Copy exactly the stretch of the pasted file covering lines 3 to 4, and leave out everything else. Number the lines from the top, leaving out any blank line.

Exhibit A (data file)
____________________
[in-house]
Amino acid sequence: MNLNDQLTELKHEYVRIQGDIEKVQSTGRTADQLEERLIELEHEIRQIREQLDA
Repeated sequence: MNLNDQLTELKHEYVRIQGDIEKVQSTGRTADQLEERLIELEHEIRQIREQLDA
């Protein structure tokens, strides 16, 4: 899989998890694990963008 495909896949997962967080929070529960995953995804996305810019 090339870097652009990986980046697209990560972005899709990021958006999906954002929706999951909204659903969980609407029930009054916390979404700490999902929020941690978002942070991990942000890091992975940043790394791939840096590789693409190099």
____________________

Repeated sequence: MNLNDQLTELKHEYVRIQGDIEKVQSTGRTADQLEERLIELEHEIRQIREQLDA
């Protein structure tokens, strides 16, 4: 899989998890694990963008 495909896949997962967080929070529960995953995804996305810019 090339870097652009990986980046697209990560972005899709990021958006999906954002929706999951909204659903969980609407029930009054916390979404700490999902929020941690978002942070991990942000890091992975940043790394791939840096590789693409190099």